Last week, the Santa Ana, Calif.-based college announced it was closing and selling off the remaining 28 campuses it managed in California. As recently as last June, the for-profit college had four branches in Fort Worth under the name Everest College. Things began unraveling in 2014 when a report by the U.S. Department of Education said Corinthian had misled students by inflating job placement rates. Seems some employees were paying temporary employment agencies to hire graduates for short-term work and then recording the temp work as successful placement in careers.

That finding, plus evidence of altered grades and attendance records, led the feds to fine Corinthian $30 million. Frequent Weekly contributor Steve Miller found similar problems with Corinthian’s Everest campuses (“A Degree in Debt,” Aug. 13,. 2014). In that piece, he profiled 28-year-old Camerion Savage, who accumulated $17,000 in debt after graduating with a degree in business administration. After Everest staff promised to place him in a business-related field, the Tarrant County campus low-balled him with offerings at McDonald’s, Denny’s, and Home Depot.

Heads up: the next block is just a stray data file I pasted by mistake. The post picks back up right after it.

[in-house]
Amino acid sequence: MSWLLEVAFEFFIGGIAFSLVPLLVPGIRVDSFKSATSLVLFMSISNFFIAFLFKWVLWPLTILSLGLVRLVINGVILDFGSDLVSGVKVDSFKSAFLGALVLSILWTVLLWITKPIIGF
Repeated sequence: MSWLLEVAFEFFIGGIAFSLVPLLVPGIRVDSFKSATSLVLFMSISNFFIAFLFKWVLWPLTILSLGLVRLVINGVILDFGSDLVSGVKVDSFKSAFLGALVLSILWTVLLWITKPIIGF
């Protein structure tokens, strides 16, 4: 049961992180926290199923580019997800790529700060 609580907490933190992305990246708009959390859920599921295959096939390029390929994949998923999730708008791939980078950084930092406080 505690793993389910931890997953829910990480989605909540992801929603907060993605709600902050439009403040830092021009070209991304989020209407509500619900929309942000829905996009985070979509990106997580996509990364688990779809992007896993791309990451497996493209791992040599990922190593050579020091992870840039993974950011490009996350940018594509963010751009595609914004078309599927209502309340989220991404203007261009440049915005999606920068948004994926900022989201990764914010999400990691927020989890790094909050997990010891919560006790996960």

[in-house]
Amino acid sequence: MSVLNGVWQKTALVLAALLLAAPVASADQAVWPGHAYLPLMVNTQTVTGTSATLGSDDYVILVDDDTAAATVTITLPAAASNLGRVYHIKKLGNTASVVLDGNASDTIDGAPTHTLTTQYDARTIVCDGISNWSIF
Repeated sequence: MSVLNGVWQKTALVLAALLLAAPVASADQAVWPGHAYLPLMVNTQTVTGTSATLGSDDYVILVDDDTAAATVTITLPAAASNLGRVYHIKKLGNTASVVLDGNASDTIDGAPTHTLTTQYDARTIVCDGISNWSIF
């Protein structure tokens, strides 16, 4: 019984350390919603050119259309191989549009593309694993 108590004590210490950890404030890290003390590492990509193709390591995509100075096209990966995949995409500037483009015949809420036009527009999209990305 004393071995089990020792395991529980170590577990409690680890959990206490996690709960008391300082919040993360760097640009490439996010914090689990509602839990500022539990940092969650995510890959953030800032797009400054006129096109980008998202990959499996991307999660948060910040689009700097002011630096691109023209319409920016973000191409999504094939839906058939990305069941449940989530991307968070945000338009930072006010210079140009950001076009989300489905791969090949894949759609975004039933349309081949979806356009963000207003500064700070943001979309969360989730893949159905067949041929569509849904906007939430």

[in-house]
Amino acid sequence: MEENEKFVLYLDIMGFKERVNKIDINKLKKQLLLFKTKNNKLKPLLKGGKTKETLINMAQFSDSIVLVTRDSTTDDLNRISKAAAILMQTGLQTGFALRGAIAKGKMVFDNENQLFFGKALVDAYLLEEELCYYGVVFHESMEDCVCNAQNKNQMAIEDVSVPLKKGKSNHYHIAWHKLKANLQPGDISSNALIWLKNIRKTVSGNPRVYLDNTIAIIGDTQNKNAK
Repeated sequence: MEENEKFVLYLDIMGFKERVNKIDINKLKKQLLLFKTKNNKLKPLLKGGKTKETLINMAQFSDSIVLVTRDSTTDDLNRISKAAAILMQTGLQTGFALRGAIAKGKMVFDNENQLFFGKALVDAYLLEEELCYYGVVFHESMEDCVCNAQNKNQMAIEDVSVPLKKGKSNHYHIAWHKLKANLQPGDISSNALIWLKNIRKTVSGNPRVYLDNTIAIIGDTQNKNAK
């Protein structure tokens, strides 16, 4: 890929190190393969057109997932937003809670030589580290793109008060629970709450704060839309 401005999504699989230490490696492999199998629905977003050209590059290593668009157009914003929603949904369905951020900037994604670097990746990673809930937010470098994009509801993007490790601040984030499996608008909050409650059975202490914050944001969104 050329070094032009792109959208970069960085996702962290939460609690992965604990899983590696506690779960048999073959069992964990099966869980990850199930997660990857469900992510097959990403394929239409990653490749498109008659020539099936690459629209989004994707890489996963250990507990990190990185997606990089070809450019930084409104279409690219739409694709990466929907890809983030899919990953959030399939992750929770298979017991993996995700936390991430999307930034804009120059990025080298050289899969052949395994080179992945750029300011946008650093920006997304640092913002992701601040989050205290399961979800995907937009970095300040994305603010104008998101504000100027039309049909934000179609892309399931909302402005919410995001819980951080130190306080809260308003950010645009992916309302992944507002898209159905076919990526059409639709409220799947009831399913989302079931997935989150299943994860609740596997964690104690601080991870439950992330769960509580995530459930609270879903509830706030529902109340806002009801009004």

“Overall, our schools did a good job for the students they served,” Massimino said in a public statement. “We believe that we have attempted to do everything within our power to provide a quality education and an opportunity for a better future for our students.”

Golly, with that kind of PR skill, there may be a job waiting for Massimino at Chesapeake Energy.


They Really Like Us!